We need to reach out and connect with one another now more than ever, at a time when doing so can be unbelievably complex. But consider some of the things people are doing, at both individual, collective and institutional levels.

As Common Dreams, for instance, reported:

Italians under lockdown due to the coronavirus outbreak crisis have inspired people around the world by singing and creating music together from balconies despite not being able to leave their homes.

A montage video showing Italians serenading one another in high rise apartment buildings and playing music together was ‘a kind of triumph of spirit,’ as one Italy-centric Twitter account put it on Friday.

Indeed, this sort of thing is happening in a number of places. Common Dreams mentioned both Lebanon and Spain. Part of the joy and excitement I feel about this is that it transcends borders. If possible, we would clap and dance and throw our voices across all the national borders on the planet.

What else? At the institutional level, the city of Detroit, in response to activist demands, has reinstated water service to thousands of people who were cut off for not paying their bills. And, all over the world, prisons are slowly and at least temporarily opening their doors. Iran, for instance, has so far released 85,000 prisoners. And the sheriff of Los Angeles County, according to NBC News, “is releasing people from prison early and is asking officers to cite and release people when possible, instead of arresting them.”

At a slightly more personal level, Michael Cohen, Donald Trump’s former lawyer and fixer, who is serving a three-year prison term, has asked to serve the rest of his term at home because the coronavirus outbreak has made prison conditions utterly unsafe, according to NBC. His lawyer recently wrote to the federal district judge that the Bureau of Prisons is “demonstrably incapable of safeguarding and treating . . . inmates who are obliged to live in close quarters and are at an enhanced risk of catching coronavirus.” While there may not be much empathy here — this is Cohen trying to save himself — the public nature of his complaint could have much larger ramifications. The lawyer added: “In the absence of Presidential leadership, judges should act thoughtfully and decisively.”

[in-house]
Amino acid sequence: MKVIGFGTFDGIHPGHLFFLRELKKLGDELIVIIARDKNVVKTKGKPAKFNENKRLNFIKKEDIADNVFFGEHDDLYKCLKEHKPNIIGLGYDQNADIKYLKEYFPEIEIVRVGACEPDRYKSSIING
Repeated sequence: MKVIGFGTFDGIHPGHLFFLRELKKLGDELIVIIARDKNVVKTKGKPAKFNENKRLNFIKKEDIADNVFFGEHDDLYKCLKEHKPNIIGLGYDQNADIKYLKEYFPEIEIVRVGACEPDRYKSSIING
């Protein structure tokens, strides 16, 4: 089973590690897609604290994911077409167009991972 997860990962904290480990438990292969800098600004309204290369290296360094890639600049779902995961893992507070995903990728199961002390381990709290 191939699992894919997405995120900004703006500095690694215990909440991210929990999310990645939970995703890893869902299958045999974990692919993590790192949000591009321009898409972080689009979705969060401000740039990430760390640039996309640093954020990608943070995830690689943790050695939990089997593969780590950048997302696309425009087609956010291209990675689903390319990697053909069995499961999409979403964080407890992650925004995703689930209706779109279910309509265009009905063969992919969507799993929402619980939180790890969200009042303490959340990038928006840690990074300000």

Fair and compassionate treatment for prisoners? Where will this stop? Abdullah Shihipar writes in the New York Times: “We could come out of this feeling more connected to each other than before.”

And Ken Butigan declared:

The greatest social movement in human history is coming. Each of us is called to join it. It is a global movement, a movement of movements . . . rooted in the blood and tears of millions who have spent their lives throughout history clamoring for justice, working for peace, laboring for a world that works for everyone.

Just as all of us are, of necessity, isolated from each other, we are all participants, via our creative empathy, in this shift in human consciousness.

What examples of this empathy have you noticed? Let’s share.

Robert Koehler is a Chicago award-winning journalist and editor.